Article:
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Silent Hill 3 Original Soundtracks :: Review by Z-Freak

Silent Hill 3 Original Soundtracks Album Title: Silent Hill 3 Original Soundtracks
Record Label: Konami Music Entertainment
Catalog No.: KOLA-038
Release Date: December 18, 2002
Purchase: Buy at CDJapan


Two years after Silent Hill 2, Silent Hill 3 shows up and enjoys a fair amount of success. Konami chose to link this game to their original in several ways. One way was to give ambience a bigger role in this soundtrack, so Yamaoka had created a great number of ambient themes which helped in giving Silent Hill 3 a more terrifying dimension of realism. Sadly very few of these themes made it on the soundtrack CD, but what's on there is still worthy of mention.


The first track to grab one's attention is "You're not Here", which accompanies the opening FMV. Mary Elizabeth McGlynn gives an amazing vocal performance while Yamaoka's composition shines with the electric guitar. The song itself is comprised of well-thought lyrics and they flow perfectly with the sequences in the FMV. "Float up from Dream" is the title theme, which bears similar qualities to the one on Silent Hill 2. There is a narration telling of some cryptic apocalypse about to occur, which is annoying at first, but you get accustomed to it in time.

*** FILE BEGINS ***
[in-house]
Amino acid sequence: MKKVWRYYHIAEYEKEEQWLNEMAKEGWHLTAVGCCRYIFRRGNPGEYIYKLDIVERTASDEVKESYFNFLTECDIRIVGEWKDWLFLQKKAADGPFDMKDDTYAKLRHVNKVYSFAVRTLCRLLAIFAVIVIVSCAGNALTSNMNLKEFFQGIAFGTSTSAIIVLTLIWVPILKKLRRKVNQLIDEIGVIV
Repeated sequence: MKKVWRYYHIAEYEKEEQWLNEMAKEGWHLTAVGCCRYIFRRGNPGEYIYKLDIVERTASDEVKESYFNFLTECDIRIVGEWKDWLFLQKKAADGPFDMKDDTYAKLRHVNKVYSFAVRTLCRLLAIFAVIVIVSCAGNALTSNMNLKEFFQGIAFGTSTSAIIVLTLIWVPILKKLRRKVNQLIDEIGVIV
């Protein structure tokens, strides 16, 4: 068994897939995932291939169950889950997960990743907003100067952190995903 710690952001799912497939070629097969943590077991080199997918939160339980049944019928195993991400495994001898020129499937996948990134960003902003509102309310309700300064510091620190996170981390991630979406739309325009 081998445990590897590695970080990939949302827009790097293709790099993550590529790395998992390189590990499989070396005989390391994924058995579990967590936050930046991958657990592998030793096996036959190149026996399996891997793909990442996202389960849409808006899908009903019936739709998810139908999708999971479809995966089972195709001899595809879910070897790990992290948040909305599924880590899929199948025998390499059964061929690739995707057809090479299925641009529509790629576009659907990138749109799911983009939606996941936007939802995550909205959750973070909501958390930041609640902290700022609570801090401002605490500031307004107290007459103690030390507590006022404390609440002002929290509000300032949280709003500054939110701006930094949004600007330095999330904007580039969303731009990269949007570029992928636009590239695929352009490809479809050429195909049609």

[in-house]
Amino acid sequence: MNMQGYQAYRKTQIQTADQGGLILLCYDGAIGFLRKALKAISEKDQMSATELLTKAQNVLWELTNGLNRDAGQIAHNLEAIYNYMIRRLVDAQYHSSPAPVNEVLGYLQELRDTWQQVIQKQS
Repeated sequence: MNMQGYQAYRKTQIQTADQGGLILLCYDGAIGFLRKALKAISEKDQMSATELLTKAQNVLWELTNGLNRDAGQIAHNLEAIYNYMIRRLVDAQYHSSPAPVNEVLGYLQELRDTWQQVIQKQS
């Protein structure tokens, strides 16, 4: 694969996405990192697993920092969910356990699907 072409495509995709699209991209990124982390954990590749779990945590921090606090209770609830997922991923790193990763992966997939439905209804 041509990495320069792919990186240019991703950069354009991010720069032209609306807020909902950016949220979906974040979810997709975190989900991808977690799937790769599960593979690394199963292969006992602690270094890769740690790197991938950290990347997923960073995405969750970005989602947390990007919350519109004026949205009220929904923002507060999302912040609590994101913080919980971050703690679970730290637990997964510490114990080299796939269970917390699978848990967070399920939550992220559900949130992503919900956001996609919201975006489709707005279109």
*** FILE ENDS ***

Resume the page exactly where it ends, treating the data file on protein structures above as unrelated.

With respect to ambient themes, "Breeze - In Monochrome Light" has the organ playing an eerie melody, backed up by metallic effects, then a steady backbeat moves the piece until it is accompanied by a light piano. The piano itself, while being beautiful, also hides deceptive qualities, as the track plunges further into a sorrowful tone. Another track that really stands out is "A Stray Child". It starts off with the creepy SFX you'd hear in the abandoned mall basement. In-game, you'd hear eerie howls but instead we get a backbeat/organ piece, which has occasional sound effects here and there; while the theme is simple, it complements the vision of being powerless, stuck in a dark and dreary nightmare. A violin joins in and adds more emotion of fright, depression and loneliness as it progresses.

The most disturbing track is by far "Prayer", which has male chanting, metallic sounds, and buzzsaws cutting away followed by a howl. This entire collage of sounds is enough to get one paranoid while listening. "Flower Crown of Poppy" is another industrial noise-based track, with constant metallic clanks, which soon has an eerie spiritual chant. I don't know where this plays in-game, but I hope I won't be there long, as this theme really freaks me out. "Uneternal Sleep" is the last ambient track, which has some loud *honk" noise going every now and then... The third noise is accompanied by sounds that something is closing in on you as it closes.

The soundtrack has two more vocals. "Hometown" is sung by Joe Romersa, whose odd voice is an acquired taste. The piece itself is a faithful arrangement of the Silent Hill opening track, for which Yamaoka uses the mandolin, along with the acoustic guitar. The final track is a second vocal by Mary Elizabeth McGlynn, which was used during the game's promotional trailer.


So here we are, while Silent Hill 3 doesn't quite surpass Silent Hill 2, there is still a lot to love on this soundtrack. Like Silent Hill 2, it's readily available from online shops, but chances are you got it with the game as a bonus.

Overall Score: 8/10